The government of Australia has announced its support for net zero emissions by 2050 as Australia distances itself from developing countries in favour of countries such as China and the US.
According to the statement, the government will “declare its interest” in being a net-zero emission country. This is in line with a recently established Intergovernmental Panel on Climate Change (IPCC) panel on energy that highlights net zero as one of the most viable options for limiting emissions to “no more than zero”.
Asked whether the Australia government’s climate policy would act to act net zero, the Climate Change Minister, Josh Frydenberg, said the government was committed to the IPCC’s climate change work and recognised the potentially “catastrophic consequences” of not acting on climate change.
Frydenberg also said the government believed the best way to decarbonise energy systems in the future was through “open market mechanisms with stringent regulatory oversight”.
Such an approach is in line with previous statements by Frydenberg, who previously said the government was open to introducing “carbon pricing, caps and subsidies”.
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At the national party room meeting on Friday the opposition party agreed to clarify what aspects of the Paris Agreement it would push for, in line with what has been proposed by the IPCC.
However, Labor’s position has long been that Australia should remain under the global climate agreement until its emissions are below 1990 levels, which amounts to a major “amnesty” for delaying global warming targets beyond 2020, under the current target.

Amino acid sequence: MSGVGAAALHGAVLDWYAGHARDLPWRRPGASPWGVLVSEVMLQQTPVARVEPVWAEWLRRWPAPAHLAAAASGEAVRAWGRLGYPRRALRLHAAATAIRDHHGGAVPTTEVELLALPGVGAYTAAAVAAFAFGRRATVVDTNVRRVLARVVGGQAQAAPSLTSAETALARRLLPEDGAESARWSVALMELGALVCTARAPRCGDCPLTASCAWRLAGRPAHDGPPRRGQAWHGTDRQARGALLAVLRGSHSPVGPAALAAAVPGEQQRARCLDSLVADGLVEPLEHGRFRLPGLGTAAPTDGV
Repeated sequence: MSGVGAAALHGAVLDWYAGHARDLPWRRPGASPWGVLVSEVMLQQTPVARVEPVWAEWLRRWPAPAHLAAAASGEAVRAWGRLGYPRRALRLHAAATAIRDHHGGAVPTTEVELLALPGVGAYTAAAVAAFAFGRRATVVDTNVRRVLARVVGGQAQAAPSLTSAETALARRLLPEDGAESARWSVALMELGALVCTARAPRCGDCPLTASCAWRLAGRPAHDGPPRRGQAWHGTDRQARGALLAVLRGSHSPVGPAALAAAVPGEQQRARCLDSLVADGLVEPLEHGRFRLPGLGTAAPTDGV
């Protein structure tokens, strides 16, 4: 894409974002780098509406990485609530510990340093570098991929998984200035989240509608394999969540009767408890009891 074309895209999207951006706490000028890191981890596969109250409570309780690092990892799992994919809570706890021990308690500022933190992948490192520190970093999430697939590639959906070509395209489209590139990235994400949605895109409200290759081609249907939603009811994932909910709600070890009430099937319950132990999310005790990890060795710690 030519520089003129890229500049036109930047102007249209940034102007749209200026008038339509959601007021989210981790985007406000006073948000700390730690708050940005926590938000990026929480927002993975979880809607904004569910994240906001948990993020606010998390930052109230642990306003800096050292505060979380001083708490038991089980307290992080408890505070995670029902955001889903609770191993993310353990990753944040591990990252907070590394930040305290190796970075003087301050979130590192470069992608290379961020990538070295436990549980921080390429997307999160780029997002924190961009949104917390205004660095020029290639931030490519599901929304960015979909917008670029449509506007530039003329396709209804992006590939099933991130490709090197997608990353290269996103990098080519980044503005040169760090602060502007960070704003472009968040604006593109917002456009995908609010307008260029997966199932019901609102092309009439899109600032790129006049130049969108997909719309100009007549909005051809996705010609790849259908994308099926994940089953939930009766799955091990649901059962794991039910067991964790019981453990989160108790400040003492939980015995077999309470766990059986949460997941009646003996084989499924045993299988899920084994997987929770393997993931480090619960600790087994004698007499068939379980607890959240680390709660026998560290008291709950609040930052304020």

The first meeting of the IPCC’s working group on energy will take place on 30 October. On 12 November this group will be expected to provide its assessment of a 1.5C world.
The IPCC’s report on climate change from the fifth assessment session published last year found the world will likely be confronted with “rapid, far-reaching and unprecedented changes” in the climate system, and that by the mid-21st century “the world as we know it will be transformed”.
It found a low-carbon pathway could limit global warming to 2C above pre-industrial levels, with a 2C minimum temperature limit listed as the “plan B”, in case a higher level was not reached.
The IPCC’s draft conclusions further state that “as a rule of thumb, for every one degree Celsius of warming, the following additional impacts on human society are estimated to be felt:
increased risks of extreme heatwaves; increased rates of heat-related deaths; increased risks of water stress; increasing costs of dealing with heatwaves and water stress; and increased vulnerability to the impacts of climate change across the environment, especially in relation to agriculture and people living in vulnerable areas”.